OK, so I post joke ideas here in written form sometimes. The problem is written jokes usually aren't nearly as funny as they are on stage. No delivery, timing, etc. How often do you read a joke in a book, magazine, or online and actually laugh at loud?
I bring this up because comments are now open here. Earlier today I posted a joke and an anonymous commenter left a message that said, "Crickets." I presume that was this person's way of telling me the joke wasn't funny.
Slight problem there though: The joke is funny. To some people at least. I've told it a few times and it does surprisingly well. Here's a clip of it from a set I did in Boston:
I'm not saying it's the greatest joke in the world but it works. And one thing I like about telling it is people start to get it at different points in the joke. It reminds me of a bit in Steve Martin's book (some excerpts) where he talks about how he doesn't like punchlines because he likes jokes where audience members have to decide for themselves when to laugh. He explains that style of joke creates a deeper connection than straight setup/punch jokes because the person decides on their own when to laugh.
Anyway, back to the point: "Anonymous" is certainly entitled to think the joke sucks (or just isn't funny in written form). And do feel free to leave comments here if ya think a joke sucks. I actually enjoy negative feedback when it's thoughtful. Just keep in mind that written jokes aren't the ideal format. (Not to mention a lot of the things I post here are untested ideas. I'd argue that new jokes are like baseball at-bats: A 30% success rate means you're doing pretty well.)
And I'd respect "Anonymous" more if he/she left their name. Anonymous, negative comments are lame. Here's the way I tend to picture anonymous online commenters:
Sandpaper Suit is NYC standup comic Matt Ruby's (now defunct) comedy blog. Keep in touch: Sign up for Matt's weekly Rubesletter. Email firstname.lastname@example.org.
Written vs. onstage jokes
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The joke worked for me because:
1) I didn't see it coming and it took me a second or two to put it in context, much like the audience. I think the audience enjoys a joke more when they have to think a little bit and have a more active role in their own entertainment. It makes them feel they are "in" on the joke and it helps build a connection with the comic.
2) I love The Karate Kid (I have this tshirt).
Hey matt, i wrote "crickets". I've never seent the Karate Kid so i didn't get the joke. its a tough one if no one has seen the movie. nonetheless i now think its witty. movie references are tough without a setup. i was thinking of introducing myself on stage as a sickly looking guy who wonders why everybody in the movie philadelphia thinks tom hanks looks so sick. he looks like he's in tip top shape to me. i guess i wouldn't need any makeup for the role. but i'm scrapping it cause i don't think enough people have seen the flick. tough call, karate kid is a bit more popular. i also never laughed when Zach G goes "that's so raven".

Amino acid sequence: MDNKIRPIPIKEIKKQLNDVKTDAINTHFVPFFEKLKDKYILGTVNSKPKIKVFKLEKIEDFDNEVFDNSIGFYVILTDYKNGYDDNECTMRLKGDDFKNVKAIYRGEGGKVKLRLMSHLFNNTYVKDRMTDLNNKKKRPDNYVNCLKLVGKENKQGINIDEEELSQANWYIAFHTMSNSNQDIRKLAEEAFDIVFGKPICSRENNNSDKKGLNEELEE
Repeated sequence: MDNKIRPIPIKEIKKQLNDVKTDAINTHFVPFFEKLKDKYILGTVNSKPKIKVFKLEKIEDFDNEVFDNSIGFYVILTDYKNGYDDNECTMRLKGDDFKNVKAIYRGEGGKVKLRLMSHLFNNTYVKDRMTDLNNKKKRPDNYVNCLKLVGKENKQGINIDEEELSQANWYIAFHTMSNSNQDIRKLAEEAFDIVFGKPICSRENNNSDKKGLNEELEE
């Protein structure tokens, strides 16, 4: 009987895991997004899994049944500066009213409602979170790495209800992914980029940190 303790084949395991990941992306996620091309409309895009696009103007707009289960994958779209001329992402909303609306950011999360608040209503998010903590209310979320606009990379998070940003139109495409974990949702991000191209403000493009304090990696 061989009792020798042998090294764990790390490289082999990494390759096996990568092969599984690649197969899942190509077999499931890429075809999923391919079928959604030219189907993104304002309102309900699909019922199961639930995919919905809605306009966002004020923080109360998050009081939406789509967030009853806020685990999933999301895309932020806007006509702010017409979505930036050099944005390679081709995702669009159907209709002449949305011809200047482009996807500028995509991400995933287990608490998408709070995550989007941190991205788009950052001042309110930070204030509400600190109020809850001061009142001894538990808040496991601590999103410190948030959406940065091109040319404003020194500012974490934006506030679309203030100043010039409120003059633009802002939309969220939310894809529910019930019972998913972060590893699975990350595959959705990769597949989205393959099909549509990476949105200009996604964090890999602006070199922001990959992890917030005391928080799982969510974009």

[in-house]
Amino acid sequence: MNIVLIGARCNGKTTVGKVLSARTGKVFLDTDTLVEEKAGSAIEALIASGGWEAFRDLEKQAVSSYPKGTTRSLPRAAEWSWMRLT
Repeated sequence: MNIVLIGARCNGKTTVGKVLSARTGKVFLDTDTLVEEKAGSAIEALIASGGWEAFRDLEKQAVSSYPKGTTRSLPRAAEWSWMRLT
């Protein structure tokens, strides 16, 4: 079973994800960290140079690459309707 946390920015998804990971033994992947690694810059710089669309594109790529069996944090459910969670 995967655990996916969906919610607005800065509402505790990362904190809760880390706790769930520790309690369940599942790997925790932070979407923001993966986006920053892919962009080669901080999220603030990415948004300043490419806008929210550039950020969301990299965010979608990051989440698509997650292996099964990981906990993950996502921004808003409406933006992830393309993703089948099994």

Cool PK. And see Karate Kid! You can watch for free over at Hulu.com. As for the Hanks thing, getting laughs off making fun of an AIDS patient (real or fictional) is prob an uphill battle, no? Hmm. (Btw, I've never seen Raven but I do laugh when Zach says that because just the idea of it is so stupid.)
yeah i guess i'll stick to making fun of denzel washington's fan base. glad to see i made it into a blog post at least. i'm pumped.
"I'm a lawsuit. Get it?"
I've seen you do this joke. It was definitely funny. If anything I'd make it longer. Add stuff that gets increasingly movie specific. Kind of reminds me of this one time I saw Reggie Watts basically tell the entire Iron Man origin story on stage before the movie came out and most people weren't even that familiar with the story. Like the entire story, but 100% serious and setting it up as if it happened to a friend of his. It took people a while but like your joke the laughs just built up so nicely. I don't know if going longer is the way to kill, but that kind of stuff is funny to me. Sometimes it's like an everyone laughing a bit vs. a few people laughing their asses of kind of thing.
A joke I wrote: I like the show To Catch a Predator. I used to catch my own predators back in the day. I would invite them to my house, just like the TV show, but I would run upstairs and say, "Come and get me, you big horse's ass." They'd start to climb the stairs, and I'd drop two paint cans on them. Then they'd fall backwards and slip on these Micro machines I left at the bottom. I'd catch at least two a year that way...
A club owner in Florida said, "Great stuff. But you know you have to lose the Home Alone joke, right?"
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